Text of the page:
James Andrew Beall
|James Andrew Beall|
|United States Congressman
Texas 5th Congressional District
March 4, 1903 – March 3, 1915
|Preceded by||Choice B. Randell|
|Succeeded by||Hatton W. Sumners|
Texas Senate, District 10
|Preceded by||Astyanax M. Douglass|
|Succeeded by||Daniel W. Odell|
|Member Texas House of Representatives
Districts 37 and 68
October 25, 1866|
Ellis County, Texas
|Died||February 11, 1929
|Resting place||Oakland Cemetery
|Alma mater||University of Texas at Austin|
Beall was born on a farm near Midlothian, Texas to Richard Beall and Adelaide Pierce Beall. He attended the county schools and then taught school in 1884 and 1885. He was graduated from the law department of the University of Texas at Austin, in 1890, and was admitted to the bar the same year and commenced practice in Waxahachie, Texas.
Beall was a member of the Texas House of Representatives, 1892–1895. He served in the Texas Senate, 1895–1899, and was elected as a Democrat to the 58th Congress, and to the five succeeding Congresses, March 4, 1903 – March 3, 1915. In Congress, he was chairman, Committee on Expenditures in the Department of Justice (62nd Congress). He was not a candidate for renomination in 1914.
Along with members of the southern delegation to Congress, Beall was opposed to William Jennings Bryan on the latter's 1909 support of Prohibition, citing the Texas preference of handling the matter on local levels.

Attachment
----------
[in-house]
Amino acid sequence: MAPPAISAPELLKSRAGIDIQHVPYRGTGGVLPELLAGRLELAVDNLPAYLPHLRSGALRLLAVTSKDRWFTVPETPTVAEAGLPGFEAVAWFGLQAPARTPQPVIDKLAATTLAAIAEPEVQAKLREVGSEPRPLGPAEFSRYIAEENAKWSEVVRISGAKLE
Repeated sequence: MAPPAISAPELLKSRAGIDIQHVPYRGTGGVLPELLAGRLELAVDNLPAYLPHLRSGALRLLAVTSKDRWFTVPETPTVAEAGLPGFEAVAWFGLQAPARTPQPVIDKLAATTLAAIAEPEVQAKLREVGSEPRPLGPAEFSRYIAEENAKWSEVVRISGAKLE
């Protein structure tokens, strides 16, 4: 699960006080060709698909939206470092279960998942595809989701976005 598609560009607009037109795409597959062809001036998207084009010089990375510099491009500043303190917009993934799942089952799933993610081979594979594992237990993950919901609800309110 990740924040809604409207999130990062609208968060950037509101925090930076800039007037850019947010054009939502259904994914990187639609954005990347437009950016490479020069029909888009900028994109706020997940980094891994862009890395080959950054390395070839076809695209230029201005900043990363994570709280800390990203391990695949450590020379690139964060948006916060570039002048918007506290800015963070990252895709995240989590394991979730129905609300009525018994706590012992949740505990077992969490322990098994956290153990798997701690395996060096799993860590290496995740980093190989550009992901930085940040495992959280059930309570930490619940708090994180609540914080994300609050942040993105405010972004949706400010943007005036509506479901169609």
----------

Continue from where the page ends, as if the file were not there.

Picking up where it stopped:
On July 4, 1911, Congressman Beall spoke before a crowd of 1,500 at Meriden, Connecticut for that city's Independence Day celebration. The crowd found him "charming" and "eloquent" as he spoke of the nation's history, his faith in God, and of the heroes of the old South.
After leaving Congress, Beall moved to Dallas, Texas, in 1914, and became a law partner with M.D. Templeton and Tony B. Williams. In 1923, he became a senior law partner of Beall, Watson, Rollins, Burford and Ryburn.
Beall became president of the Dallas Union Trust Company in 1927.
Personal life and death
In 1898, he married Patricia Martin of Waxahachie. The couple had one child, Jack Beall (December 6, 1898 – January 11, 1963).
- Kestenbaum, Lawrence. "James Andrew Beall -The Political Graveyard". The Political Graveyard. Retrieved 25 October 2010.
- Minor, David. "James Andrew Beall". Handbook of Texas online. Texas State Historical Association. Retrieved 26 October 2010.
- "Bryan's Plan Likely To Be a Boomerang". New York Times. 22 November 1909.
- "Congressman Jack Beall's Fine Oration". Meriden Morning Record. 5 July 1911.
- Guttery, Ben R (2008). Representing Texas: A Comprehensive History of U.S. and Confederate Senators and Representatives from Texas. BookSurge Publishing. pp. 20–21. ISBN 978-1-4196-7884-4.
- Plano Conservancy for Historic Preservation Inc. (2009). Plano and the Interurban Railway. Arcadia Publishing. p. 74. ISBN 978-0-7385-7136-2.
- James Andrew Beall at Find a Grave
- United States Congress. "James Andrew Beall (id: B000270)". Biographical Directory of the United States Congress.
|U.S. House of Representatives|
Choice B. Randell
|Member of the U.S. House of Representatives
from Texas's 5th congressional district
March 4, 1903 – March 3, 1915
Hatton W. Sumners